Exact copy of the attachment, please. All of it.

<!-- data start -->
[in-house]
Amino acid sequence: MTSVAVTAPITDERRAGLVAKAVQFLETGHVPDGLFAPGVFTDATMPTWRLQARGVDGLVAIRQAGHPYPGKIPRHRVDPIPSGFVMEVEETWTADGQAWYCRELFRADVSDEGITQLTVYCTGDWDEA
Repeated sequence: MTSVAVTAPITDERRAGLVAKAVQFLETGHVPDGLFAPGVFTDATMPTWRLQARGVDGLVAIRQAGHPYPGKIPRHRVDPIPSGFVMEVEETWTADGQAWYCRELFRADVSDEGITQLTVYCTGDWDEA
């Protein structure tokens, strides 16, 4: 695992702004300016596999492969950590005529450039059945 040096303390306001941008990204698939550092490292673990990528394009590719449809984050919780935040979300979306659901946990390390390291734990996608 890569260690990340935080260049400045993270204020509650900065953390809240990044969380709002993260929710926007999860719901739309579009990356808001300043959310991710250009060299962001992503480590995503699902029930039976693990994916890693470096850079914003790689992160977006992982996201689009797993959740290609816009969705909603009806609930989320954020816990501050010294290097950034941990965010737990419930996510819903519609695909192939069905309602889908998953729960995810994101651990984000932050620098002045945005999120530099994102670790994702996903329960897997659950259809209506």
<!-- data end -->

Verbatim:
[in-house]
Amino acid sequence: MTSVAVTAPITDERRAGLVAKAVQFLETGHVPDGLFAPGVFTDATMPTWRLQARGVDGLVAIRQAGHPYPGKIPRHRVDPIPSGFVMEVEETWTADGQAWYCRELFRADVSDEGITQLTVYCTGDWDEA
Repeated sequence: MTSVAVTAPITDERRAGLVAKAVQFLETGHVPDGLFAPGVFTDATMPTWRLQARGVDGLVAIRQAGHPYPGKIPRHRVDPIPSGFVMEVEETWTADGQAWYCRELFRADVSDEGITQLTVYCTGDWDEA
């Protein structure tokens, strides 16, 4: 695992702004300016596999492969950590005529450039059945 040096303390306001941008990204698939550092490292673990990528394009590719449809984050919780935040979300979306659901946990390390390291734990996608 890569260690990340935080260049400045993270204020509650900065953390809240990044969380709002993260929710926007999860719901739309579009990356808001300043959310991710250009060299962001992503480590995503699902029930039976693990994916890693470096850079914003790689992160977006992982996201689009797993959740290609816009969705909603009806609930989320954020816990501050010294290097950034941990965010737990419930996510819903519609695909192939069905309602889908998953729960995810994101651990984000932050620098002045945005999120530099994102670790994702996903329960897997659950259809209506």